The beast of the field shall honour me, the dragons and the owls: because I give waters in the wilderness, and rivers in the desert, to give drink to my people, my chosen. (Isaiah 43:20 KJV)
Peter K Burian at www.peterkburian.com has given me permission to use this photo. Now, what am I going to tell you about it?
Those eyes look like it is in shock from seeing something. Or maybe he is telling a tale and getting very expressive as it is being told. I would like you to leave a remark and tell me your take on this photo. Or maybe one of you readers could come up with a short story about this? (Remember this is a Christian site.)
The Great Grey Owl or great gray owl (Strix nebulosa) is a very large owl, documented as the world’s largest species of owl by length. It is distributed across the Northern Hemisphere. In some areas it is also called Phantom of the North, cinereous owl, spectral owl, Lapland owl, spruce owl, bearded owl, and sooty owl
Adults have a large rounded head with a grey face and yellow eyes with darker circles around them. The underparts are light with dark streaks; the upper parts are grey with pale bars. This owl does not have ear tufts and has the largest facial disc of any raptor. In terms of length, the great grey owl is believed to exceed the Eurasian eagle-owl and the Blakiston’s fish owl as the world’s largest owl. The great grey is outweighed by those two species as well as several others, including most of the Bubo genus.
Much of its size is deceptive, since this species’ fluffy feathers, large head and the longest tail of any extant owl obscure a body lighter than that of most other large owls. The males are usually smaller than females, as with most owl species.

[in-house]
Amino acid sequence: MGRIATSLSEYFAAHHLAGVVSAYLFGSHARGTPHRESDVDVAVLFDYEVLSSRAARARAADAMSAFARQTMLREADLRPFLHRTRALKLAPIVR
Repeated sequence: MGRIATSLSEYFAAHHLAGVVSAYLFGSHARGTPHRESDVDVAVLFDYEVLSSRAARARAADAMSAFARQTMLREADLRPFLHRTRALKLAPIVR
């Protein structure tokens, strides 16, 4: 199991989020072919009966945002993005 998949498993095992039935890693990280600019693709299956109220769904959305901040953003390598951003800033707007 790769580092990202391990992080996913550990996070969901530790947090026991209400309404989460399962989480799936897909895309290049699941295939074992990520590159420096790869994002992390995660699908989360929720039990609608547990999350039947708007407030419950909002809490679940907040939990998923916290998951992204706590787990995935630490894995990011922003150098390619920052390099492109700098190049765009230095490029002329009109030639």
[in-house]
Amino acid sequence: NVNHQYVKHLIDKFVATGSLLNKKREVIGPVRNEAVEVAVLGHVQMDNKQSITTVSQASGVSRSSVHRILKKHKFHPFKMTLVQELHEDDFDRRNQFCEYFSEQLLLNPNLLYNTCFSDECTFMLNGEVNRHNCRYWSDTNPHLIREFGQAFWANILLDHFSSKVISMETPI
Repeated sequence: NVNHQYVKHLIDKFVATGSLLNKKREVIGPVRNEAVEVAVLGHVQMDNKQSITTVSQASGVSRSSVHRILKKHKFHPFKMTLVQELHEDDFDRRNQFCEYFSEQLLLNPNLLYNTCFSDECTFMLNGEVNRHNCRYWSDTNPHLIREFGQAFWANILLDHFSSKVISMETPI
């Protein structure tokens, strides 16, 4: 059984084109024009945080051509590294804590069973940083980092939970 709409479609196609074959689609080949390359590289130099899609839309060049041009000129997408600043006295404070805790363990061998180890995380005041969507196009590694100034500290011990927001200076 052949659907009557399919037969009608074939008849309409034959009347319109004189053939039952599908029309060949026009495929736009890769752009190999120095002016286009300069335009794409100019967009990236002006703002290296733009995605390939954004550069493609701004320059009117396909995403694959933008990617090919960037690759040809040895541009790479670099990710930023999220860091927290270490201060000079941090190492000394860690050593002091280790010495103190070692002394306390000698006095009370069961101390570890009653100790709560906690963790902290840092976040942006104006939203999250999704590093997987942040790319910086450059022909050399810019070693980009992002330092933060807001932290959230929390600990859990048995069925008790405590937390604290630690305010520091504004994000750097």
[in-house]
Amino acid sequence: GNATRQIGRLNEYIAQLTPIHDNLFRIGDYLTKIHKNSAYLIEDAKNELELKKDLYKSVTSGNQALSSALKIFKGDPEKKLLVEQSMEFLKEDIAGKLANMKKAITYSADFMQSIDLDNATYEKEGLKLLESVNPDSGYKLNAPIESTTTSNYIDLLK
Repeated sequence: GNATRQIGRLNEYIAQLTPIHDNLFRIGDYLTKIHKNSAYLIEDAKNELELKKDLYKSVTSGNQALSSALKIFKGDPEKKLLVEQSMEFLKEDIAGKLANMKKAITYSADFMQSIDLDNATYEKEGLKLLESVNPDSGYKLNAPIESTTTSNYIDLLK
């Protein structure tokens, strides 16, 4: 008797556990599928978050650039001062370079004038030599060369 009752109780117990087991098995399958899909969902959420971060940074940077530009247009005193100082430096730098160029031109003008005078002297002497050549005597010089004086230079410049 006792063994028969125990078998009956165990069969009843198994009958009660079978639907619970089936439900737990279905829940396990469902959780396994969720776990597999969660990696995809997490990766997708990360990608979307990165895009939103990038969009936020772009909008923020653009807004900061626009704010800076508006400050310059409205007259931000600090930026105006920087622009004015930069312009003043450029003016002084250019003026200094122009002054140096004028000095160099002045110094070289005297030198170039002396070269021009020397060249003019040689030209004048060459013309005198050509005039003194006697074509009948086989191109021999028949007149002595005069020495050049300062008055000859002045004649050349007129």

These birds wait, listen, and watch for prey, then swoop down; they also may fly low through open areas in search of prey. Their large facial disks, also known as “ruffs”, focus sound, and the asymmetrical placement of their ears assists them in locating prey, because of the lack of light during the late and early hours in which they hunt. On the nesting grounds, they mainly hunt at night and near dawn and dusk; at other times, they are active mostly during the night.
They have excellent hearing, and may locate (and then capture) prey moving beneath 60 cm (2.0 ft) of snow in a series of tunnels solely with that sense. They then can crash to a snow depth roughly equal to their own body size to grab their prey. Only this species and, more infrequently, other fairly large owls from the Strix genus are known to “snow-plunge” for prey, a habit that is thought to require superb hearing not possessed by all types of owls.
Here’s another photo of the owl by Peter K Burian.
He that planted the ear, shall he not hear? he that formed the eye, shall he not see? (Psalms 94:9 KJV)
The hearing ear, and the seeing eye, the LORD hath made even both of them. (Proverbs 20:12 KJV)
GBNA – Guide to Birds of North America eField Guide: Great Gray Owl//
- Very large, nocturnal, predatory bird
- Yellow eyes appear small
- Two white horizontal marks below chin
- Long tail
- Large, rounded head
- Gray facial disks with darker rings
- Large gray upperparts with paler barring
- Pale underparts with large, dark irregular streaks
- Sexes similar
All things were made by him; and without him was not any thing made that was made. (John 1:3 KJV)